Feeding the Hungry
Since April, over 100 TONS of dead fish have washed ashore along the coast of four Central Vietnamese provinces. (This doesn’t count the dead fish still in the water.) Chemicals discharged into the ocean from a steel mill are the suspected cause.
The economic hit on families due to the killing of the fish is tremendous. Why? Because people both eat from the sea and make their livelihoods from it. Not only is their food source depleted, but they can’t fish to sell to the market. Many are hungry.
Orphan Voice is responding to this need. In the second quarter, you helped provide food to over 4,000 people – a total of 85,575 meals! Thank you!
For the next 2 months, Orphan Voice will provide rice and instant noodles to distressed families affected by this disaster. Help us with your donation HERE.
Han is smart and beautiful. But she was born deaf. She “sat in” at the village school for years, but there are no deaf services, so she was woefully behind her peers. At 14 years old, Han could add and subtract single digit numbers, but never understood remainders. And certainly not multiplication!
She came to New Beginnings School for the Deaf a year ago. She is learning to sign, which opens up a whole new world of communication and understanding. Han is so happy to be with us! She is mastering addition, subtraction, multiplication and division with ease…including remainders! She is also studying Vietnamese reading, writing, social studies, nature and art.
Most of all, Han is learning character development, which is changing her behavior. She used to show anger often and talk back to her teacher. But Han is no longer the same as before. She is friendly and helpful with everyone. Her friend’s shirt was torn, and Han helped to sew it. Another friend had a nose bleed and she helped him to the bed. She is always concerned when her friends are absent.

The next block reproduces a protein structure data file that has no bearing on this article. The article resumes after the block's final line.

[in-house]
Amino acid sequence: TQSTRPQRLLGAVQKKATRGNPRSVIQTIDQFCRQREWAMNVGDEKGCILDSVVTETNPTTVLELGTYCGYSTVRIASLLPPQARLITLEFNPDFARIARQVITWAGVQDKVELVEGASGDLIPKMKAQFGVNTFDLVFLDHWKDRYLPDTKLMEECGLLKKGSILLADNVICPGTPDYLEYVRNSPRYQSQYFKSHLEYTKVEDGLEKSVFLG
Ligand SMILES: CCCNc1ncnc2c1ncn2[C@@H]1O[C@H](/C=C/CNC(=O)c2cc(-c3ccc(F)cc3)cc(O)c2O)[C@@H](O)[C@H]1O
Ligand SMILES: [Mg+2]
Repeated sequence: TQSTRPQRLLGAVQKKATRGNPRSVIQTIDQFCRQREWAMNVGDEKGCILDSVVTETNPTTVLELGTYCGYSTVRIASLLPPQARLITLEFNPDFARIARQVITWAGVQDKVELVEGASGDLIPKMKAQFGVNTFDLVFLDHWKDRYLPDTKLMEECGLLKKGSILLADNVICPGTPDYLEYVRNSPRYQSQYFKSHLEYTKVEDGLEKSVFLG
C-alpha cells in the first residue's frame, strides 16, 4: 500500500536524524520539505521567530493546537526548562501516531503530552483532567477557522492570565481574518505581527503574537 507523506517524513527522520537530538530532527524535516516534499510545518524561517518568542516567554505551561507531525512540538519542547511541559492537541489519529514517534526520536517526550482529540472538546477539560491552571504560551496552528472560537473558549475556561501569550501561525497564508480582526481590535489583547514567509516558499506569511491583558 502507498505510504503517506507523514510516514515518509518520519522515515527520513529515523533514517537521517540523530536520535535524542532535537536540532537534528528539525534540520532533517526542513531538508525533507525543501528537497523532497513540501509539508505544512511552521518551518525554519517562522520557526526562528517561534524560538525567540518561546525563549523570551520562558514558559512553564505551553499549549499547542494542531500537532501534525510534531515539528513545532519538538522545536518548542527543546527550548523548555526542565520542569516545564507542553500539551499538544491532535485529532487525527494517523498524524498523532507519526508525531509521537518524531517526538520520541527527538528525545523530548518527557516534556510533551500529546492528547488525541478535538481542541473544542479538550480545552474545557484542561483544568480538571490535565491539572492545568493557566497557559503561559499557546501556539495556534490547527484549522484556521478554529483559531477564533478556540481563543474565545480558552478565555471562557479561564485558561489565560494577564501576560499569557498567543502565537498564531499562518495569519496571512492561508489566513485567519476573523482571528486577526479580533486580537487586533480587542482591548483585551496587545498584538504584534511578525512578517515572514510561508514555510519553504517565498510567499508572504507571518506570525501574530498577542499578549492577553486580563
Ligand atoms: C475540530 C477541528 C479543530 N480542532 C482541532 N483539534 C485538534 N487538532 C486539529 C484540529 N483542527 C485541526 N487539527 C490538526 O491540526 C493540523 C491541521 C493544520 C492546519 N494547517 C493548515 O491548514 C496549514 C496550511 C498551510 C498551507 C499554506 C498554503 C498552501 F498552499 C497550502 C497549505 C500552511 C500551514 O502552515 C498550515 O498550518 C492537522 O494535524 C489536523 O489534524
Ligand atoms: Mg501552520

Han truly cares about people. In a way, she learned it from you. Your generosity provides her a place at New Beginnings School. Because YOU have loved her, she is loving others. Now that’s the best multiplication of them all.
To support New Beginnings School for the Deaf, DONATE HERE. Or mail your gift to Orphan Voice, PO Box 910410, Lexington, KY 40591.
No Longer Sad
Several years ago, Lai’s father left his wife to raise two children on her own. Lai’s mother remarried and had two more children with her second husband. But after the birth of the second child, Lai’s stepfather left. Lai’s mother was again on her own, this time with four children. She began to farm to earn a living, but farming is hard work and it produces very little income. Unable to care for her family, Lai’s mother sought help. In July of 2010, Lai was welcomed into Promise House.
She likes her new home. When we asked what she liked best about Promise House, she replied, “The food, the housemothers…everything.”
Lai testifies, “When I first came here, everything was new and strange. Every child had a similar background, all gathering to stay in the same house we call Promise House. We are loved, cared for and helped intensively by the housefather and mothers in everything. I remember aunts and uncles from Orphan Voice bought me some necessary things for daily activities. And I went to a new school.
“When I first came to Promise House, I had no feelings. Everything was strange.
“Over time, things got better. I am no longer sad. Thanks to the love and encouragement of the housefather and mothers, I got used to the new life here. My friends at school loved me, cared about me and made friends with me. I started studying in a new class in a new school. Although I tried hard, I couldn’t keep up with my friends because I moved from the rural school to the city school.